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Inability to solve problems

  1. Jun 21, 2008 #1
    Hi all. What do you do when you are reading a math book and there are multiple problems you can't solve in a chapter?

    For example, I am trying to learn from Apostol's book "Mathematical Analysis". In the problems at the end of the first chapter there are two that I haven't been able to figure out how to solve. It seems like the solution should be so simple but I'm just not seeing it. (There are two more I haven't attempted yet, but I think I can solve them.) Does this mean I'm not ready for the book and should get an easier one? Or is not being able to solve a couple problems in a chapter normal?

    In case anyone's wondering, here's one of the problems I haven't been able to figure out:

    Let [tex]w[/tex] be a given complex number. If [tex]w\not=\pm 1[/tex], show that there exist two values of [tex]z=x + iy[/tex] satisfying the conditions [tex]cos(z)=w[/tex] and [tex]-\pi<x\leq\pi[/tex].

    The identity [tex]cos(z) = cos(-z)[/tex] says that if there is one such [tex]z[/tex], there have to be two... Other than that I'm at a loss.
     
    Last edited: Jun 21, 2008
  2. jcsd
  3. Jun 21, 2008 #2
    I keep a set of notes per book with a section with problems that I can't solve.

    If you're able to solve all the problems in the book without trouble, I would say the book was too easy.

    Try to solve a more specific problem, say w = 0, w = i, or w = 1 + i. This should provide you with some insight.
     
  4. Jun 22, 2008 #3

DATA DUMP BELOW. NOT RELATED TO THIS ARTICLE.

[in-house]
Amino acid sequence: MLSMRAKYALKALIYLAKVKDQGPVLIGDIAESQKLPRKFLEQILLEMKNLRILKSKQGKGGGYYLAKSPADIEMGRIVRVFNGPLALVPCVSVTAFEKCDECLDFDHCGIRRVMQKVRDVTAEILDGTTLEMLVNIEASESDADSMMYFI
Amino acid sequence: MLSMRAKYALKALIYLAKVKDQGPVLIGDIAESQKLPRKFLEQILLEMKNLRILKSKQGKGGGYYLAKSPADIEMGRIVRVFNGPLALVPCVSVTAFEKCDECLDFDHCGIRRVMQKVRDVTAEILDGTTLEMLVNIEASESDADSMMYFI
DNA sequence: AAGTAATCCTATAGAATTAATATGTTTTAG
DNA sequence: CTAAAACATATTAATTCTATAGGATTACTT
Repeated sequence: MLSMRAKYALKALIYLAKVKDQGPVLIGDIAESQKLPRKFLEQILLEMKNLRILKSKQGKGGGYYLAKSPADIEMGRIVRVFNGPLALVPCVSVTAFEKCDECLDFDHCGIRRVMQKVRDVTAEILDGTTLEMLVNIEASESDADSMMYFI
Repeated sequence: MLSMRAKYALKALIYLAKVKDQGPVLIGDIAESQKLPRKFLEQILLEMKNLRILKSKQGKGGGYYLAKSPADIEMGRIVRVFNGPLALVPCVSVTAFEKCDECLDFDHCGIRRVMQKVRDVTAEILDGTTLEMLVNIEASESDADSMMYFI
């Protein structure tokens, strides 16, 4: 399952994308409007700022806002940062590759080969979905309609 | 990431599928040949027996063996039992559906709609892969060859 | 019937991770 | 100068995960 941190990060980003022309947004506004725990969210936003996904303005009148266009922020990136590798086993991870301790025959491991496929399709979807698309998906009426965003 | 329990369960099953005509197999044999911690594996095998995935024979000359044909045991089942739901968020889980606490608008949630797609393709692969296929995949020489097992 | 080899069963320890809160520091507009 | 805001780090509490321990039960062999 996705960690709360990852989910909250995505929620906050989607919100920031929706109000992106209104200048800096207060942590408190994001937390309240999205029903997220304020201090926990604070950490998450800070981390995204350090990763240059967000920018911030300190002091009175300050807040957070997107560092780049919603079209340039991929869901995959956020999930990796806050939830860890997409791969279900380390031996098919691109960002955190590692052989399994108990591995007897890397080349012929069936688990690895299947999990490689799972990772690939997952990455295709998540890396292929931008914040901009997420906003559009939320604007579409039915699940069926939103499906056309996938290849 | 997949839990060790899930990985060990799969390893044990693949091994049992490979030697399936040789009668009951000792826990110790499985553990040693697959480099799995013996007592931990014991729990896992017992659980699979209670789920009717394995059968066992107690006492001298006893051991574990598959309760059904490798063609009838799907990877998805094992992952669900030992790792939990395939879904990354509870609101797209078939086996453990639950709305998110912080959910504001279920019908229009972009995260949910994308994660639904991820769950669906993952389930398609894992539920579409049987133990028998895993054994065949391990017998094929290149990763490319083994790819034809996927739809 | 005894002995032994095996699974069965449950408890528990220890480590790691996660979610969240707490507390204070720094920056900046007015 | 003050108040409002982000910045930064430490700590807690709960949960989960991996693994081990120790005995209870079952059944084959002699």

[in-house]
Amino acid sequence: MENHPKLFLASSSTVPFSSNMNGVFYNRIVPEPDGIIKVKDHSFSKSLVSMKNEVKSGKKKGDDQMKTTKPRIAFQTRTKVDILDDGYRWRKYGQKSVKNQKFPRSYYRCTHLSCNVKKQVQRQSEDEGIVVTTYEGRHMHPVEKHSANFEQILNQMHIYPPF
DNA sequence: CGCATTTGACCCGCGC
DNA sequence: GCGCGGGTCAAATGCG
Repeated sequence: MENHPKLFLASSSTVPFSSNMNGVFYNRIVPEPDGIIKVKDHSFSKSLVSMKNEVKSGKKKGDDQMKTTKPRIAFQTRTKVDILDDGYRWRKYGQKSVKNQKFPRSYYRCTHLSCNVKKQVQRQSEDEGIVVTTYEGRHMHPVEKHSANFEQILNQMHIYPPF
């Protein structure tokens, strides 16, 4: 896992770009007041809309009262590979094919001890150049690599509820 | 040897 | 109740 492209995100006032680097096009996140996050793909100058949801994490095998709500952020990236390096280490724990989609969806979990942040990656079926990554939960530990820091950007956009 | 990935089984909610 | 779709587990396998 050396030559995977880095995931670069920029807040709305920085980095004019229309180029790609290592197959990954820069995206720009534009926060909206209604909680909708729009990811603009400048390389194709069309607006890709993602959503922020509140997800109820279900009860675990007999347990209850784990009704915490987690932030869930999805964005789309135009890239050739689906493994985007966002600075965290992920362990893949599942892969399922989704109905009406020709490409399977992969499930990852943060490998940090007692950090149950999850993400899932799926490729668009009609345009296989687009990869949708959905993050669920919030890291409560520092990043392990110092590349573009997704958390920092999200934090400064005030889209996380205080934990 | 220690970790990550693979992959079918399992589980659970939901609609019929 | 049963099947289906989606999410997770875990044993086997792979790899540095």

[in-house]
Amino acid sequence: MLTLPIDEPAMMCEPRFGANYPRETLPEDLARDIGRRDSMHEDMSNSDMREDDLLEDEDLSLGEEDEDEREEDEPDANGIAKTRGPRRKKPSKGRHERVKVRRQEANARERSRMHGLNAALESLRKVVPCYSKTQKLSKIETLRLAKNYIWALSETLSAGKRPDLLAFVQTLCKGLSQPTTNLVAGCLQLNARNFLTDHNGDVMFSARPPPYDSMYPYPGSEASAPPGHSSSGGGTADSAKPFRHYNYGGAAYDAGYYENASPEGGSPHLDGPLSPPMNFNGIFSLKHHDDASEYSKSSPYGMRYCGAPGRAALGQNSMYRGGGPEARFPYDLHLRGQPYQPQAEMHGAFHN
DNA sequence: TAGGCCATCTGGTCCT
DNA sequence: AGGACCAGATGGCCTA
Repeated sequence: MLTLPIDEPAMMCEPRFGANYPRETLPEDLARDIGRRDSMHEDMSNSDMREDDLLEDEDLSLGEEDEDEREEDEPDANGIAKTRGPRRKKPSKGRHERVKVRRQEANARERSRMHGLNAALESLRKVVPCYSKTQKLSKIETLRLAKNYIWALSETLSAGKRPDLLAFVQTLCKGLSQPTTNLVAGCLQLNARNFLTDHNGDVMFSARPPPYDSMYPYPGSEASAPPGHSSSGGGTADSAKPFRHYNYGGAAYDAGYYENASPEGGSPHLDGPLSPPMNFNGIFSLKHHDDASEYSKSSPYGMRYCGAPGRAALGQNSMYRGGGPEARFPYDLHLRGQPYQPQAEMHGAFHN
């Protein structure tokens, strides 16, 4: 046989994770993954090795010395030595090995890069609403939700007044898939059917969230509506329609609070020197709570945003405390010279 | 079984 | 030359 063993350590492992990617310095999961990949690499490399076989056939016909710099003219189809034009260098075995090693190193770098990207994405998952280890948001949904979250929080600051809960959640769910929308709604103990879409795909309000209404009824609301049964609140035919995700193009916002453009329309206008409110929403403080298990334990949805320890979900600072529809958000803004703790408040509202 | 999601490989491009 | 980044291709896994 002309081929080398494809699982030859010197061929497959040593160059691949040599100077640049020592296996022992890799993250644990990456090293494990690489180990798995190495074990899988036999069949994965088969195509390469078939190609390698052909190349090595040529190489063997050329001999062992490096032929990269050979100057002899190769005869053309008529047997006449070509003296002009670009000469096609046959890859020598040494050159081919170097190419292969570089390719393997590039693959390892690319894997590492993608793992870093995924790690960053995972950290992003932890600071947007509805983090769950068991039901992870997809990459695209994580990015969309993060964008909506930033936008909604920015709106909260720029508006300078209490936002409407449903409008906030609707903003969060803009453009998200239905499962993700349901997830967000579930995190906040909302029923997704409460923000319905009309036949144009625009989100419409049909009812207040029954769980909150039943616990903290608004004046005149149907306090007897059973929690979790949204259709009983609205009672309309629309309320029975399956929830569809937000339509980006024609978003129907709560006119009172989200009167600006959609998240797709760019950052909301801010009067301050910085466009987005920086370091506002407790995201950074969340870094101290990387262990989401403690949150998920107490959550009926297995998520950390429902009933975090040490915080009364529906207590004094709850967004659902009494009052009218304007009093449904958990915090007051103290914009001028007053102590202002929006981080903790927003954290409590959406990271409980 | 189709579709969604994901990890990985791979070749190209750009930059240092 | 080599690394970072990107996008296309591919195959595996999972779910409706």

Defennder

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    Personally I don't know of anyone who is able to solve every single problem in a given textbook. Usually the authors would throw in a few difficult ones for every chapter's exercises. But that doesn't mean you shouldn't attempt to solve them.
     
  5. Jun 22, 2008 #4
    Thanks for the encouragement. The first chapter was starting to get boring (as "first chapters" tend to do) so I decided to move on and come back to try to solve those problems again later.

    One of the ones I didn't attempt was proving the Cauchy-Schwarz inequality for complex numbers (the book gives a hint that looks like it makes this reasonably easy although I haven't tried) which according to the book is an extremely important result in analysis... so I may have to come back to that sooner rather than later, lol.
     
  6. Jun 23, 2008 #5
    You can also try posting the questions and your attempt at solutions in the homework help section of this forum.
     
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